The business of bees

Several funding initiatives are working to ensure the health of Canada’s pollinators, an essential factor for farming success. The governments of Canada and Ontario are supporting projects that will strengthen the health of managed honey bees and Ontario’s beekeeping sector. Since September 2019, the federal and provincial governments have committed more than $221,000 to support 135 projects. These projects will help beekeepers make improvements to better manage pests, diseases and other stressors and grow their bee-related business. Factoring in project funding coming from the businesses themselves, this represents a joint investment of more than $602,000 in the sector.

The funding has been provided through a targeted application intake under the Canadian Agricultural Partnership, which is a five-year, $3-billion commitment by federal, provincial and territorial governments to support Canada’s agri-food and agri-products sector. Eligible applications are being received and assessed on a continuous basis, while funding is available.

Some projects supported through this targeted intake include:

• Equipment to help managed honey bees survive over the winter months

• Projects to detect and manage pests such as varroa mites

• Technology to enhance production

• Equipment to prepare operations for managing Small Hive Beetle

Managed honey bees pollinate 80 percent of all agricultural crops requiring insect pollination. They account for $395 million in pollination services to Ontario farmers and contribute $30 million a year in honey sales.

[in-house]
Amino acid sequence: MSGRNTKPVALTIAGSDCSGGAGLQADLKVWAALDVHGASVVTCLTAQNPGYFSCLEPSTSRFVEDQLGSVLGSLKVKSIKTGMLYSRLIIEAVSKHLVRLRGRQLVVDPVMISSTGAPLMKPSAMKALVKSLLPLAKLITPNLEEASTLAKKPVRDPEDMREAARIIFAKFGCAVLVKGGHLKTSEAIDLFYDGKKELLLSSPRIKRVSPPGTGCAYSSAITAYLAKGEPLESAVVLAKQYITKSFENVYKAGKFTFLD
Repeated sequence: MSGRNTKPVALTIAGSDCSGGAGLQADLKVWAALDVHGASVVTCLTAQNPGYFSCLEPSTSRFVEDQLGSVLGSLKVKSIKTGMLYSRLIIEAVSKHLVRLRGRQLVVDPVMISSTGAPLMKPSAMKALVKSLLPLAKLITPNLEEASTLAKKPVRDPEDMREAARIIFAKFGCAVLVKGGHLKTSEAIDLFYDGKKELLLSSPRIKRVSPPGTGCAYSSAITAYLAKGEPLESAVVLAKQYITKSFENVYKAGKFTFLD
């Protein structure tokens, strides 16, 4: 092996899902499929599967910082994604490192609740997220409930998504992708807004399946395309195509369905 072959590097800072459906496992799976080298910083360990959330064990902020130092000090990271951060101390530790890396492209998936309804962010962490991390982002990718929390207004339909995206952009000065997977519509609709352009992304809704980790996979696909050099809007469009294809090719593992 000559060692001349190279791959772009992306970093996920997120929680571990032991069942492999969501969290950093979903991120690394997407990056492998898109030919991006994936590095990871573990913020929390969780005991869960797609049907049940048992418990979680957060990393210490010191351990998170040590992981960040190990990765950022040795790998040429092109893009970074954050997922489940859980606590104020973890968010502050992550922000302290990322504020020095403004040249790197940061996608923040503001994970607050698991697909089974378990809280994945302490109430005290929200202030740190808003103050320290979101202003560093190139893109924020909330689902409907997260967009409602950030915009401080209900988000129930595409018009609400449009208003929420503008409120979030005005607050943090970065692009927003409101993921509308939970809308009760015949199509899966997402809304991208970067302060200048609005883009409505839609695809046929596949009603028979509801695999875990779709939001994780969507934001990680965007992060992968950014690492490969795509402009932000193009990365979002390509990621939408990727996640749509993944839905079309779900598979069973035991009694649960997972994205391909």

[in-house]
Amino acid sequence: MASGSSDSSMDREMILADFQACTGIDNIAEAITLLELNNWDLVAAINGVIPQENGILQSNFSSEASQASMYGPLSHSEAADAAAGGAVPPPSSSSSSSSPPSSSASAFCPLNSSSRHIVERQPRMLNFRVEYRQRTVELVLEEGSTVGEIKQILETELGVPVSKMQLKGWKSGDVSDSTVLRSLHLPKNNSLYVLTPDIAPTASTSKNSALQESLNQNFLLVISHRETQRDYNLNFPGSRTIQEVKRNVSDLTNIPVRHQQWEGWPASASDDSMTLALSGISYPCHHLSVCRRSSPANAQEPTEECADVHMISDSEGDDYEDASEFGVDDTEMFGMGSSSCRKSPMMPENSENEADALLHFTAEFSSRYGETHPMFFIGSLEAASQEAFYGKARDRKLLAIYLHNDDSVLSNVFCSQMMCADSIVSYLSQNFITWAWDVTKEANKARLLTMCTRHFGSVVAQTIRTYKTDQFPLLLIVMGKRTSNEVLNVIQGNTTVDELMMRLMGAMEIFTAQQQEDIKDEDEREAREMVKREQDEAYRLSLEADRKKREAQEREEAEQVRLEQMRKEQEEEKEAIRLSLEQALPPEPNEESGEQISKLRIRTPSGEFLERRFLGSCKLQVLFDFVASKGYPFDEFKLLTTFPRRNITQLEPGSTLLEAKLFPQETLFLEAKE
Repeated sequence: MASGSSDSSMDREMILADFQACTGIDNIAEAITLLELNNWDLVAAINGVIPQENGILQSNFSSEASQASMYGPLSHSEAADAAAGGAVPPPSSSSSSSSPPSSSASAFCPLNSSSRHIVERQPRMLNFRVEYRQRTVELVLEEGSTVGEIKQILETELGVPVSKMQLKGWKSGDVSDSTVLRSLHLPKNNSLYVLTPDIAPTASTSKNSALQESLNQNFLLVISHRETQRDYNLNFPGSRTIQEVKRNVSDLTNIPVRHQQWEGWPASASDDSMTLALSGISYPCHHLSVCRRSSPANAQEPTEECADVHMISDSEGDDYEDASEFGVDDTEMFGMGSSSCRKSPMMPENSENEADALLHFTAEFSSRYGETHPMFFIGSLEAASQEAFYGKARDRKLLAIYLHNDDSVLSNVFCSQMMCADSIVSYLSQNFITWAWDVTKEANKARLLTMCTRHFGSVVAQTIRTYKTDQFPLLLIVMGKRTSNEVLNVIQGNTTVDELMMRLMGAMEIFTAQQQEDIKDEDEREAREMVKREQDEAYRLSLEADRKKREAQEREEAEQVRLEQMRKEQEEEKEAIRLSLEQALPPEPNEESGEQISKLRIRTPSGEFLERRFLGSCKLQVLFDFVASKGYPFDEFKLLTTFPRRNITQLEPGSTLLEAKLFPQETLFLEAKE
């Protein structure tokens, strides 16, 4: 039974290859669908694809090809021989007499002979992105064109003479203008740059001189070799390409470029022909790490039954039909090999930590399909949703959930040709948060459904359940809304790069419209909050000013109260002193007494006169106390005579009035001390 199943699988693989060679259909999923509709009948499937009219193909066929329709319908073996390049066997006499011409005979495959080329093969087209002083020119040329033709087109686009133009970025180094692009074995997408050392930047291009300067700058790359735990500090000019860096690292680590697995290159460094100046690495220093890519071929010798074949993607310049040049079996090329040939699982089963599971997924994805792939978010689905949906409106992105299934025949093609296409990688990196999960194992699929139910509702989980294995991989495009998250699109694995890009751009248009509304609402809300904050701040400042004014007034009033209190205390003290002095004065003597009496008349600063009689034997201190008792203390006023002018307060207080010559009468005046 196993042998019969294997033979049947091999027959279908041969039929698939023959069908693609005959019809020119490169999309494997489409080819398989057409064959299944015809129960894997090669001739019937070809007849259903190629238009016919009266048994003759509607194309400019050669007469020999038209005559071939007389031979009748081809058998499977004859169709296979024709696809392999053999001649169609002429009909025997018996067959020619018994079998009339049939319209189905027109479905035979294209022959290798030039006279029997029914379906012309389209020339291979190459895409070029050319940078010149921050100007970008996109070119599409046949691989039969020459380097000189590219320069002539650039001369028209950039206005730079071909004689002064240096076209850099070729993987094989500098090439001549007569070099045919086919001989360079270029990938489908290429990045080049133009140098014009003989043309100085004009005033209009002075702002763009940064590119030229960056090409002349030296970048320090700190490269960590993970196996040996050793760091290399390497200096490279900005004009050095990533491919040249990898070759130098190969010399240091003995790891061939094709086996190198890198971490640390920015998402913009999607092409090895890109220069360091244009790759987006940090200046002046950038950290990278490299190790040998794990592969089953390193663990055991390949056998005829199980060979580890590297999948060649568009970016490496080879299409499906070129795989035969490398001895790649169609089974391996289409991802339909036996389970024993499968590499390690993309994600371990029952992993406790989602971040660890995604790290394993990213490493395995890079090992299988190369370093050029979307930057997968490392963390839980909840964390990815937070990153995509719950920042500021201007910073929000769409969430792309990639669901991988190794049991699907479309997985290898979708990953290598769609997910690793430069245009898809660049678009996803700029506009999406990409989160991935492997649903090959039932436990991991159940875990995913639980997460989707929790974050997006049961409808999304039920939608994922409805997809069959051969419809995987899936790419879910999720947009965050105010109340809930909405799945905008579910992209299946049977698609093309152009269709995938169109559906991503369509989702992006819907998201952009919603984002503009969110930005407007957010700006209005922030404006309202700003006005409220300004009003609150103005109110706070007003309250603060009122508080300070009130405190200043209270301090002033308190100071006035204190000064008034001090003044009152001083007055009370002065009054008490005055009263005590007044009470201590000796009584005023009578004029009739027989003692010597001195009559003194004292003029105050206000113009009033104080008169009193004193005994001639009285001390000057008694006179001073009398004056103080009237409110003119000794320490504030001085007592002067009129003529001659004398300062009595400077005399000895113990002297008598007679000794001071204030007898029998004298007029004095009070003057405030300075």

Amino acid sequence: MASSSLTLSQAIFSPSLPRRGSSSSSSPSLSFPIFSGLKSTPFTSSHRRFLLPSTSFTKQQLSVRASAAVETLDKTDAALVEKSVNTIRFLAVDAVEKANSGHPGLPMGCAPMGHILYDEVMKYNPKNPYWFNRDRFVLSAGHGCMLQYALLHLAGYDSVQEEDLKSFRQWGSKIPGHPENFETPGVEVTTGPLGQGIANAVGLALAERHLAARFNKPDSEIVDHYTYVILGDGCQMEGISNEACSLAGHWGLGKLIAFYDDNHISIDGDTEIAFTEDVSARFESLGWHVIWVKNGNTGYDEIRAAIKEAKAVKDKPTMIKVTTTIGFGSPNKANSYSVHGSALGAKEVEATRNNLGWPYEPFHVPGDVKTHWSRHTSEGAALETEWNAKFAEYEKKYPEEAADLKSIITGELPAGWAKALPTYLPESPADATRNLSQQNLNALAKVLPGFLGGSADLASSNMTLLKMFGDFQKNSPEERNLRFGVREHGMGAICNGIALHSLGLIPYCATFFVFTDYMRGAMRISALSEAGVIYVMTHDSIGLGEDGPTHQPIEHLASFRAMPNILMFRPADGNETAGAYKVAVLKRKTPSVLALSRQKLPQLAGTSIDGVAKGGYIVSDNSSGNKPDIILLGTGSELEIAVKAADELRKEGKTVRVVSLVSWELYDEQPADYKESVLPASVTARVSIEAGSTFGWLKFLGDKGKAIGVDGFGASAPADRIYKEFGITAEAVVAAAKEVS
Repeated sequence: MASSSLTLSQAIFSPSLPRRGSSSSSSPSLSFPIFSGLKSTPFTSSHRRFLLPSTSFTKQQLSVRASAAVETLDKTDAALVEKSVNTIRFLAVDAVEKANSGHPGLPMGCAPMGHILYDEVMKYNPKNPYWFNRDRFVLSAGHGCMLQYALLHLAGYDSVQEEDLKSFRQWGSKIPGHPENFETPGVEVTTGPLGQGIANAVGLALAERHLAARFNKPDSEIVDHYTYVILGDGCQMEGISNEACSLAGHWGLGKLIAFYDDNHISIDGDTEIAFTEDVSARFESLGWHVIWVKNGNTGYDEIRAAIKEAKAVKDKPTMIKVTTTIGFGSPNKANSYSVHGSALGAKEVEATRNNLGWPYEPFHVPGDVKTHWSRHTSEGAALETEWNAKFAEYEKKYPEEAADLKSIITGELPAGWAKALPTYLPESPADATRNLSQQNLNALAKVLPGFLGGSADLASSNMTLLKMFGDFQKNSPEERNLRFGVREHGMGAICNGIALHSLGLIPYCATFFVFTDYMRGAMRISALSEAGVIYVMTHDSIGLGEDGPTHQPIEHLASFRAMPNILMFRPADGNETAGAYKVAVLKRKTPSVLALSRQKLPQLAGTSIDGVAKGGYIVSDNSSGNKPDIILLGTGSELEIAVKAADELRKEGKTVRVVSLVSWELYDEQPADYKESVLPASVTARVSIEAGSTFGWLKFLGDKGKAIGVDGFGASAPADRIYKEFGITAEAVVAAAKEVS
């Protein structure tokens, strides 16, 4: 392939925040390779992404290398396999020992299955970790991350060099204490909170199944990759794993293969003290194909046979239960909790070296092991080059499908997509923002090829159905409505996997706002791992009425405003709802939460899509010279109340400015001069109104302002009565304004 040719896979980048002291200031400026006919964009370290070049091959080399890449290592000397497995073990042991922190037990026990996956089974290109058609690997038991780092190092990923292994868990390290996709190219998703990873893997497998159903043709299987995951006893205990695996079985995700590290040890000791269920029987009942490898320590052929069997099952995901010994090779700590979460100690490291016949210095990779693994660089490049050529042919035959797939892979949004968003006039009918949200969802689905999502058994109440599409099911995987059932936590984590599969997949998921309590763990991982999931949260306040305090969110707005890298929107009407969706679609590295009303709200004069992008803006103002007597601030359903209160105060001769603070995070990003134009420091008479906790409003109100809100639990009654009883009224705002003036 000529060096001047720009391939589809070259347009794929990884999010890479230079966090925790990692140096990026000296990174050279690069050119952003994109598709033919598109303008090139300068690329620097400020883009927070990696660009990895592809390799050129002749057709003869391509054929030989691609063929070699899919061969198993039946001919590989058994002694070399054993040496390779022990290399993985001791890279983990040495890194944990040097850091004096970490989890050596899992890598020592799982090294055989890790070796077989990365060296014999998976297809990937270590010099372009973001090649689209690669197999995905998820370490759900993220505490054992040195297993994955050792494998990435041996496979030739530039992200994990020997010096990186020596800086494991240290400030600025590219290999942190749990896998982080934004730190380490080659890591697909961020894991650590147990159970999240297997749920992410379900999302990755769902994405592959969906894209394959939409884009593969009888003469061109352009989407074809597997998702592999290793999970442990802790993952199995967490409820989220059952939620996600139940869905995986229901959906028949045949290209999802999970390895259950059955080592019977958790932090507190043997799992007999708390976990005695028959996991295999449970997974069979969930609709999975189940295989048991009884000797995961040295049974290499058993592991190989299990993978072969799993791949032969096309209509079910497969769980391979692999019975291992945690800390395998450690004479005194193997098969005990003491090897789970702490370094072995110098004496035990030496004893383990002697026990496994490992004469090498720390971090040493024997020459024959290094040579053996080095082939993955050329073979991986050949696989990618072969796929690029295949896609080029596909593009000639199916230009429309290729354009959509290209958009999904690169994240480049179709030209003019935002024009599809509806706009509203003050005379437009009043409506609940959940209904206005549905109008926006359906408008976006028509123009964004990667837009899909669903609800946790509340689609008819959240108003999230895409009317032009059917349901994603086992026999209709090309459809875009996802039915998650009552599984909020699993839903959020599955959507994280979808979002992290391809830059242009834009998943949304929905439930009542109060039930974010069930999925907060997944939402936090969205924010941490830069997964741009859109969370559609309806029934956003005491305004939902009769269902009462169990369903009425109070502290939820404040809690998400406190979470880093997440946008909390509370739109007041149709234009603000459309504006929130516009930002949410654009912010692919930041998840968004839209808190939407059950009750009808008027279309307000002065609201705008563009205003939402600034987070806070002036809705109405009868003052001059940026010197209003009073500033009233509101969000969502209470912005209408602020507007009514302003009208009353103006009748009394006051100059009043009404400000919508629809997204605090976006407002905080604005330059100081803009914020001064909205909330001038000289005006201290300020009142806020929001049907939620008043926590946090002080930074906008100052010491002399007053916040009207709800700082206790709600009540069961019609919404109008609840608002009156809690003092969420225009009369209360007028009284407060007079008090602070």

In Atlantic Canada, $800,000 in funding also was allocated to support the honey bee sector, which helps pollinate wild blueberries in the region.The project, led by the Atlantic Tech Transfer Team for Apiculture (ATTTA), is taking a regional approach to honey bee research in order to meet the pollination demands of the local wild blueberry industry. The project will help improve honey bee colony health, monitor and manage pests and diseases, improve overwintering success and promote biosecurity techniques for the sector. In 2018, the farm gate value of Canadian blueberries was almost $244 million; wild blueberry exports accounted for about half of Canada’s total fresh and frozen blueberry exports, which totalled $475 million to 45 countries. 

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